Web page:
When it comes to cooking, especially cooking easy plant-based recipes, there is probably nothing I revel in more than cooking up a pot of something on the stove. Even slightly complicated recipes are just more straightforward when you aren’t dealing with multiple pots and pans. The more I create or improve on recipes, the more I realize that one-pot makes a dish seem a bit limited in terms of flavor. Well, nothing is further from the truth. Even a slight change in ingredients or spices, can dramatically alter the flavor profile of the dish and transport you to an entirely new region of the world.
Plant-based cooking has challenged me to consider more about how to create different flavor profiles and new texture combinations. This isn’t because of a narrowing of focus or because I like to choose easy. It’s the opposite (except the easy part, I still like that). I’ve been freed from relying on animal products as the center of the meal which has opened new directions of creativity following multiple pathways. Today, my repertoire of recipes seems boundless and every time I start trekking down one path, I see several new ones emerge. It’s about this time, when I dash off to write down a new idea. Another day, another new recipe idea.
From time-to-time, we all need to do a bit of sorting. Maybe the spice cabinet isn’t a high priority, but it can be quite satisfying to take a close look when you aren’t under the pressure of digging around as you hurriedly toss ingredients into a pot. Spices might be simple enough, but it can be overwhelming just thinking about those other, much bigger projects that loom large. Maybe it’s that closet, maybe it’s making a lifestyle change such as getting serious about plant-based eating.
It might be easier to just shut that closet door, pretend the mess doesn’t exist, distract by doing that spice sorting I suggested earlier. We can promise ‘tomorrow’. And tomorrow after that. But ask yourself what small part of that task could you accomplish today? Can’t consider cleaning the entire closet? Take a few minutes to take on a small drawer. Start by putting your workout clothes on or make just one plant-based dinner for this one night. You never know where it might lead. Peace.Print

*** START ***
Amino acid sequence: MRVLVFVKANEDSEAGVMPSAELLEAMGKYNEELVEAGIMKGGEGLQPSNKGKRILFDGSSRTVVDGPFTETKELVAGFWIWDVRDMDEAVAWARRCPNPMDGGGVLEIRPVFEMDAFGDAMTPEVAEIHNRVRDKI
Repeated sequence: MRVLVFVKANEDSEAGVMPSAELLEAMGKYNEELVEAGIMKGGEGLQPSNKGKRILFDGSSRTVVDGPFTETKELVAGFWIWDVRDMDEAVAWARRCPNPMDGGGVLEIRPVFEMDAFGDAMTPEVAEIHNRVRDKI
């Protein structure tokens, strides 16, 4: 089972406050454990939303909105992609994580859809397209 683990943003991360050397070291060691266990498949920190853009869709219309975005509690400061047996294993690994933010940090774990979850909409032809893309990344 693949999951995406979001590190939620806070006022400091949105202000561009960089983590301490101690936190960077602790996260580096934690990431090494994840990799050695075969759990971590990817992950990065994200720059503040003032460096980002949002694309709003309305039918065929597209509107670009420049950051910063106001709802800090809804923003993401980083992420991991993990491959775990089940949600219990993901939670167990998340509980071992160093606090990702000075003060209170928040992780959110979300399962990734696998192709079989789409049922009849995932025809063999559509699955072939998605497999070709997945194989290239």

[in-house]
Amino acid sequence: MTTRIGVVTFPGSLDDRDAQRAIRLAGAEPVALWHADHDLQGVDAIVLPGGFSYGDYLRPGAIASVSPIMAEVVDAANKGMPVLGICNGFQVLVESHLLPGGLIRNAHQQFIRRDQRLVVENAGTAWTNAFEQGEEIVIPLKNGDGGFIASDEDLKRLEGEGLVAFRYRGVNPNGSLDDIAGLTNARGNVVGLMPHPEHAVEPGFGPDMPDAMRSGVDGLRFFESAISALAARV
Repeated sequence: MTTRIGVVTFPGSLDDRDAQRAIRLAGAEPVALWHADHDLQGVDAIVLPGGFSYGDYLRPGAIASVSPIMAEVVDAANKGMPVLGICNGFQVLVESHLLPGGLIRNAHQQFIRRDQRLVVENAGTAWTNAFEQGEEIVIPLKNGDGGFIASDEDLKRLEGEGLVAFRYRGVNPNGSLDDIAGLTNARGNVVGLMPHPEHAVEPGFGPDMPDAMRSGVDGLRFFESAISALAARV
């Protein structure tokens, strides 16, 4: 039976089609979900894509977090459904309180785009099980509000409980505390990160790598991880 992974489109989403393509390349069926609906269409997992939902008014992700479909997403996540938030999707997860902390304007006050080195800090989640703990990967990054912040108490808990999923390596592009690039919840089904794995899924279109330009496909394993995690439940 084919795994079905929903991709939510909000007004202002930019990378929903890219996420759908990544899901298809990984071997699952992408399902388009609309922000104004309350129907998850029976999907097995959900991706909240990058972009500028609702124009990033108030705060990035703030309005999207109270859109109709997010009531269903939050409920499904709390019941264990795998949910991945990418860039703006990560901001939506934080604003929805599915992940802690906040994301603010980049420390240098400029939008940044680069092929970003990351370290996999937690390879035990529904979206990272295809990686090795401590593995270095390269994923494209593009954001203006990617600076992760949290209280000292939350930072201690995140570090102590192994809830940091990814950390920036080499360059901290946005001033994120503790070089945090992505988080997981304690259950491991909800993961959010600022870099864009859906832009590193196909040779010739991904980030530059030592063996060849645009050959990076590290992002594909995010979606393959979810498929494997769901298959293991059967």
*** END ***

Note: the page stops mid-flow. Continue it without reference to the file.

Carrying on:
Ethiopian lentils with homemade Berbere spice is a fragrant, flavorful plant-based recipe with red lentils, simmered in a spicy tomato-onion-garlic sauce.
Berbere spice blend (makes ¾ cup or 12 Tablespoons)
- 1 Tbsp each:
- Fenugreek (2 Tbsp. seeds)
- ground cloves (1 1/3 Tbsp. whole cloves)
- Paprika (smoked or sweet)
- White pepper (3/4 Tbsp. whole peppercorns ground)
- Cumin (3/4 Tbsp. cumin seeds)
- Crushed red chili flakes (optional)
- Salt (optional)
- 2 medium onions diced
- 6 cloves garlic, minced
- 1 Tbsp. fresh ginger, minced
- 1 tsp. turmeric
- ¼ tsp. ground cardamom
- 1/3 tsp. cinnamon
- 1/8 tsp. nutmeg
- ½ cup water
- 2 medium tomatoes, diced (about 2 cups)
- 2 -3 Tbsp. Berbere spice blend
- 2 cups red lentils, rinsed and sorted (I prefer split lentils, but you can use whole)
- 4 cups water
- Start by making the Berbere spice blend. If you use any whole spices, grind them and mix them with together with the rest of the spices in a small jar or container.
- To make the lentils, place the onions in a medium soup pot over medium heat and sauté the onions until they start to brown. This should take about 8-10 minutes depending on your pan and the heat. If the onions start to stick too much, add water a tablespoon at a time.
- Add the garlic, ginger, 1 tsp. turmeric, ¼ tsp. ground cardamom, 1/3 tsp. cinnamon and 1/8 tsp. nutmeg. Stir to coat everything in the spices for 1 minute.
- Add ½ cup of water and stir to deglaze the pan.
- Add the tomatoes and allow them to cook and break down for another 10 minutes.
- Add 2 cups of lentils, 4 cups of water and 2-3 Tbsp. Berbere spice blend. Mix everything, cover and allow the lentils to simmer until they are tender (15-20 minutes). Add more water ½ cup at-a-time if the lentils are not tender after the liquid is absorbed.
- Season with salt and pepper if desired.
- Once the lentils are tender, remove from the heat and serve in bowls. You can also serve this over rice if you prefer.
- Garnish with lemon slices.
- The amount of water and time to cook the lentils depends on whether you use split or whole lentils. Allow 10 additional minutes of cooking time for whole lentils and closely monitor the water in case you need to add more.
- You will have leftover Berbere spice blend. Store this in a labeled, sealed container. Because you can use this blend for other recipes, I included the extra spices to the onions as they are particular to Ethiopian lentil recipe.
- Category: Main Courses
- Cuisine: Ethiopian
Keywords: Ethiopian lentils with Berbere spice blend